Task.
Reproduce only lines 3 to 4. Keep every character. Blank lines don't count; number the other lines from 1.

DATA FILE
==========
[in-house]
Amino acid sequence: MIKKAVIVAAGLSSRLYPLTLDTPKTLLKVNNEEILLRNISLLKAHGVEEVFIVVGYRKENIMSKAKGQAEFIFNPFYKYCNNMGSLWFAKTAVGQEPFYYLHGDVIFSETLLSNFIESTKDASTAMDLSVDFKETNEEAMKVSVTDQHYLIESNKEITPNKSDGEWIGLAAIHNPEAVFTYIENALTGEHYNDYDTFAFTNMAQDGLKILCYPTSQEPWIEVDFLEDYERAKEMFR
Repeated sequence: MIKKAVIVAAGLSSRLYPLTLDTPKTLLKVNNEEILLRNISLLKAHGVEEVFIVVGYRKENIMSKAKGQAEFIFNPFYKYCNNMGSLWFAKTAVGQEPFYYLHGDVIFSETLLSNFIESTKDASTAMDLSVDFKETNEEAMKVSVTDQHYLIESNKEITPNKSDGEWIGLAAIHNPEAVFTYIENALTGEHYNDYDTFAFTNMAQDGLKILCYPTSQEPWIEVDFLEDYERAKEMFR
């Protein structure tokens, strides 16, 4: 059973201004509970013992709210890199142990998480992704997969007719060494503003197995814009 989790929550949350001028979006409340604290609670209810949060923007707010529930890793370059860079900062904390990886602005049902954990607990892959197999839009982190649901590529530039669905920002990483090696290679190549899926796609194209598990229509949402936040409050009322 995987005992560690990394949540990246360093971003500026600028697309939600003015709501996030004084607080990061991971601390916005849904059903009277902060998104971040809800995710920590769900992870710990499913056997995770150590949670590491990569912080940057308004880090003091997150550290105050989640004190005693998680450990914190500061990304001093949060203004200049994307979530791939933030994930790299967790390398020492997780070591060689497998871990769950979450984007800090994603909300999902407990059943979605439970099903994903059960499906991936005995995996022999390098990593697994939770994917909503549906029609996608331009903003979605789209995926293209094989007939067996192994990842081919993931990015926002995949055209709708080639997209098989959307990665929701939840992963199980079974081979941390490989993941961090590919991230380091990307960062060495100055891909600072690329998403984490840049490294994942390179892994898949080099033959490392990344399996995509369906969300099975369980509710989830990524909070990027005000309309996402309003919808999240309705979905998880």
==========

Repeated sequence: MIKKAVIVAAGLSSRLYPLTLDTPKTLLKVNNEEILLRNISLLKAHGVEEVFIVVGYRKENIMSKAKGQAEFIFNPFYKYCNNMGSLWFAKTAVGQEPFYYLHGDVIFSETLLSNFIESTKDASTAMDLSVDFKETNEEAMKVSVTDQHYLIESNKEITPNKSDGEWIGLAAIHNPEAVFTYIENALTGEHYNDYDTFAFTNMAQDGLKILCYPTSQEPWIEVDFLEDYERAKEMFR
């Protein structure tokens, strides 16, 4: 059973201004509970013992709210890199142990998480992704997969007719060494503003197995814009 989790929550949350001028979006409340604290609670209810949060923007707010529930890793370059860079900062904390990886602005049902954990607990892959197999839009982190649901590529530039669905920002990483090696290679190549899926796609194209598990229509949402936040409050009322 995987005992560690990394949540990246360093971003500026600028697309939600003015709501996030004084607080990061991971601390916005849904059903009277902060998104971040809800995710920590769900992870710990499913056997995770150590949670590491990569912080940057308004880090003091997150550290105050989640004190005693998680450990914190500061990304001093949060203004200049994307979530791939933030994930790299967790390398020492997780070591060689497998871990769950979450984007800090994603909300999902407990059943979605439970099903994903059960499906991936005995995996022999390098990593697994939770994917909503549906029609996608331009903003979605789209995926293209094989007939067996192994990842081919993931990015926002995949055209709708080639997209098989959307990665929701939840992963199980079974081979941390490989993941961090590919991230380091990307960062060495100055891909600072690329998403984490840049490294994942390179892994898949080099033959490392990344399996995509369906969300099975369980509710989830990524909070990027005000309309996402309003919808999240309705979905998880």